In Interventional Cardiology Expert Witnesses: Essentials for Attorneys, Dr. Burton Bentley writes that “given the widespread prevalence of heart disease in the US population, issues related to cardiology occur in countless medical negligence cases. Consequently, in the realm of medical expert witnesses, the Interventional Cardiology expert witness is King.”

Interventional Cardiology is a subspecialty of cardiology relying upon highly specialized cardiac procedures to diagnose and treat coronary artery disease. Cardiologists who employ these techniques to intervene in the course of coronary artery disease are known as Interventional Cardiologists. Since Interventional Cardiologists have expertise in both the diagnosis and interventional treatment of cardiac disease, issues addressed by Interventional Cardiology expert witnesses may focus on standard of care, breach, and/or harm. Interventional Cardiology experts also opine upon standard practices involving billing, compliance, resource utilization, and observation v. admission status.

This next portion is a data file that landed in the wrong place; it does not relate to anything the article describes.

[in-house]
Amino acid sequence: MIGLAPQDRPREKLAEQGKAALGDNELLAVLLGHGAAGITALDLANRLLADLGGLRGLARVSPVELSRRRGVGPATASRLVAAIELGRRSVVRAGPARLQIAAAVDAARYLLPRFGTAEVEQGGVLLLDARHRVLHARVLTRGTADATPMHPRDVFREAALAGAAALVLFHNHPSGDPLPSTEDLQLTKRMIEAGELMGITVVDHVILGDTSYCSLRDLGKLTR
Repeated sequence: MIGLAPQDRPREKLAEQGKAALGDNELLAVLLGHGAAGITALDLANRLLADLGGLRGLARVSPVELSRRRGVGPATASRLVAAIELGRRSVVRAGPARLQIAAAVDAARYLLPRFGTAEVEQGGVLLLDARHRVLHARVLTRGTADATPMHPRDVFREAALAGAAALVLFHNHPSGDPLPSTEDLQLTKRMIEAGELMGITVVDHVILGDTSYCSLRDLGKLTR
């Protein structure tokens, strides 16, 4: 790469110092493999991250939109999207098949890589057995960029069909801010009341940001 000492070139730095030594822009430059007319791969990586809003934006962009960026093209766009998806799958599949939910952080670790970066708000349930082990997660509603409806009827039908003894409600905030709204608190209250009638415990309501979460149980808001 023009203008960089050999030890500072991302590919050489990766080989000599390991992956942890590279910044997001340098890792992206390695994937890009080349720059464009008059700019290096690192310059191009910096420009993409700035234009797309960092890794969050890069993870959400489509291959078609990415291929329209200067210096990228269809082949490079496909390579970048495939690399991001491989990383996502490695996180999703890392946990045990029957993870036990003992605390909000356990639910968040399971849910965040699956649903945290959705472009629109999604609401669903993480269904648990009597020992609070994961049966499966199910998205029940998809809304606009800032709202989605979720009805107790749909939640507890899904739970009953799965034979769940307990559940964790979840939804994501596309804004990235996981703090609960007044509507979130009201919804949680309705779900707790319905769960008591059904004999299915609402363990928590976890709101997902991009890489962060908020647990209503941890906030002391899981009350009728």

Standards of care relate to the principles, practice, and procedures of Interventional Cardiology. The most frequent Interventional Cardiology procedure is angioplasty, also known as Percutaneous Coronary Intervention, or PCI. During PCI, an Interventional Cardiologist inserts a catheter into an artery and then threads the catheter to the level of the heart. The target artery is one or more coronary arteries perfusing the heart. The Interventional Cardiologist monitors the location of the catheter by injecting dye and viewing real-time images during the procedure. When a coronary artery is determined to have significant narrowing due to atherosclerosis (plaque), the Interventional Cardiologist will perform an “angioplasty”, literally reshaping the interior of the blood vessel. The angioplasty catheter uses a tiny balloon to press plaque against the luminal walls of the artery, effectively opening the internal diameter and improving blood flow. In 70% of angioplasty procedures, the Interventional Cardiologist will also deploy a stent. Stents are tiny metal tubes that remain in place to permanently reinforce the artery wall.